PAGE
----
Rutledge said the Sequoia ER parking lot, which has a flat portion at the top, also doesn't have any accessible-designated spots.

"Even worse than the lack of disabled parking spaces at the level top, was the lack of curb cuts, onto and off of the sidewalk leading down to the ER entrance, forcing the person in the wheelchair onto and into the one-way street that leads to the ER from Whipple Avenue. They really need some portable ramps out there until they get something more permanent," she said.

Rutledge added, "It's so inexcusable and so dangerous. That incline, in a manual chair, trying to control the chair from running away from you, is just outrageous. However, you're so close to the ER, so just in case the chair gets away from you and you crash into the asphalt, at least you wouldn't have to pay for an ambulance ride."

In a statement, Dignity Health said that ADA-accessible parking near the emergency department was originally removed to create a COVID-19 testing drive-through during the pandemic. The area is near a back entrance to the hospital that has since been closed off to increase the safety of patients and staff.

COVID-19 testing drive-throughs, Rutledge noted, ended a long time ago.

"Sequoia Hospital is working with an architect to develop a plan for new accessible parking near the entrance of the emergency department. Safety and access is our top priority and our security officers are available 24/7 to assist patients with disabilities until a permanent solution has been identified. Patients with disabilities are advised to pull up adjacent to the emergency department ambulance bay and request assistance from an on-site security team member," Dignity Health said.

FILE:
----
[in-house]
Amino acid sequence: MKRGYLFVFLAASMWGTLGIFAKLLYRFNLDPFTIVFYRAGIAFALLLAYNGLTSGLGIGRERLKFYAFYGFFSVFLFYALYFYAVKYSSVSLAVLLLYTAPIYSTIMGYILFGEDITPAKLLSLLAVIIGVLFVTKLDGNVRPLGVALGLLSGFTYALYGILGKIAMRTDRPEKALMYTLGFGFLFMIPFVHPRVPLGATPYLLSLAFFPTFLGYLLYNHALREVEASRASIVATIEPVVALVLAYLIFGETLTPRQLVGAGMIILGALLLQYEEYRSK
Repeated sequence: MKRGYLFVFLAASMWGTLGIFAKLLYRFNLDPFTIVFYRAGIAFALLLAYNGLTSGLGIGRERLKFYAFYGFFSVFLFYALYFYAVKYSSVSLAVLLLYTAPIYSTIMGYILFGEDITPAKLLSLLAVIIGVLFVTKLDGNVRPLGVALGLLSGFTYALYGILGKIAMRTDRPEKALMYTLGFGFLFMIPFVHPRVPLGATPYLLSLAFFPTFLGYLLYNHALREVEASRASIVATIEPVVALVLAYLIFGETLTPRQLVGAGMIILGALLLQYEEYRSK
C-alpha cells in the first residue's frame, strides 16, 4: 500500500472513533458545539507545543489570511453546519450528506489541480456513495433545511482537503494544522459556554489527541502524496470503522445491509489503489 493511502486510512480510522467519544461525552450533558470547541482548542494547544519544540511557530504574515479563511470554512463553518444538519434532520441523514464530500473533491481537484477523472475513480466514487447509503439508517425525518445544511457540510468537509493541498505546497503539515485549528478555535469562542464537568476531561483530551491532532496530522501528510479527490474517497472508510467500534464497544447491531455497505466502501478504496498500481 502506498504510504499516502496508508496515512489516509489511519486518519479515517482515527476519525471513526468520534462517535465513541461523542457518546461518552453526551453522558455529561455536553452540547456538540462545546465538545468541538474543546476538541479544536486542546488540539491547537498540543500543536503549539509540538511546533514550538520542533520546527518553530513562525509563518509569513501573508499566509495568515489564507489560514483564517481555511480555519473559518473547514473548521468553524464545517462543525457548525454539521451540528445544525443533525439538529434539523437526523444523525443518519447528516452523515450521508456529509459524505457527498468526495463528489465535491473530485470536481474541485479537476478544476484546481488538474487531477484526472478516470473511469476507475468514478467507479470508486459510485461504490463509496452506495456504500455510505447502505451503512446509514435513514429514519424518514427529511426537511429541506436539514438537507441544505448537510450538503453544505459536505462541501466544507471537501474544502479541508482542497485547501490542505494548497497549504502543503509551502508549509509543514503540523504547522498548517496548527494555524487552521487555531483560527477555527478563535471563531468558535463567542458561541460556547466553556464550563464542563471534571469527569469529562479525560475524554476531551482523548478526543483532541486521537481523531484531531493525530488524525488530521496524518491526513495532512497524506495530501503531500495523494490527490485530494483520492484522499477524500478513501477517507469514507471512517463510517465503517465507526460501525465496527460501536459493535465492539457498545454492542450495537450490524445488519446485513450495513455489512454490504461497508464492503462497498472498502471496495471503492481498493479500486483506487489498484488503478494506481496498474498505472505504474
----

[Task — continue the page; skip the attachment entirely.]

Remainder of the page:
There's no signage, however, instructing patients with disabilities about these procedures.

As far as Rutledge is concerned, Sequoia hasn't made temporary accommodations for people with disabilities.

When she was at the ER with Derek, she wanted to talk to a patient advocate about the parking situation. Security personnel eventually called someone, but they instructed her to walk around the building to the main entrance on the other side of the campus to meet them. Security wouldn't let her walk through the building. Instead, she would have to walk downslope to get to the other side. She would also have to leave her disabled son in the ER with an assistant who couldn't authorize care, she said.

Rutledge has two hip replacements and couldn't walk up and down the hill. She eventually drove to the main entrance to wait for someone to speak with about the parking situation.

As far as Rutledge is concerned, Sequoia hasn't made temporary accommodations for people with disabilities.

"There is no excuse for it. It's their job to stay compliant with the law. There is a person to blame here. It needs to not go on for another day," she said.